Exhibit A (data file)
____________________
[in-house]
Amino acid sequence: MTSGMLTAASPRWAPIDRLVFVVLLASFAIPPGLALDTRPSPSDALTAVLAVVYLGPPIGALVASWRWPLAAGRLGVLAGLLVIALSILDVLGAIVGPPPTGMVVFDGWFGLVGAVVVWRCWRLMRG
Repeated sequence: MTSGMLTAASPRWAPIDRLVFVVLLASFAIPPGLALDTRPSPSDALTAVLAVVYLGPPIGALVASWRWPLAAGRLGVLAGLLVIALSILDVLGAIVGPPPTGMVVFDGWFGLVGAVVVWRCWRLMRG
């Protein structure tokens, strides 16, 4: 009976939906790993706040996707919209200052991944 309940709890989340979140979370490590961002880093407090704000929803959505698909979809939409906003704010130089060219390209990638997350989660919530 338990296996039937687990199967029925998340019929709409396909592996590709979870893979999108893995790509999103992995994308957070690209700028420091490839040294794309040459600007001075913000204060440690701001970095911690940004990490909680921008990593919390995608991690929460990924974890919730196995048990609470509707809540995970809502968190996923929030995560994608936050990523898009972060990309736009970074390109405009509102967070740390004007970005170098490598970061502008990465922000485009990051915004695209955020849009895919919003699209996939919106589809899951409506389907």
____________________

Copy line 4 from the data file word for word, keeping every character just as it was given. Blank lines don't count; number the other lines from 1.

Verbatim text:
């Protein structure tokens, strides 16, 4: 009976939906790993706040996707919209200052991944 309940709890989340979140979370490590961002880093407090704000929803959505698909979809939409906003704010130089060219390209990638997350989660919530 338990296996039937687990199967029925998340019929709409396909592996590709979870893979999108893995790509999103992995994308957070690209700028420091490839040294794309040459600007001075913000204060440690701001970095911690940004990490909680921008990593919390995608991690929460990924974890919730196995048990609470509707809540995970809502968190996923929030995560994608936050990523898009972060990309736009970074390109405009509102967070740390004007970005170098490598970061502008990465922000485009990051915004695209955020849009895919919003699209996939919106589809899951409506389907």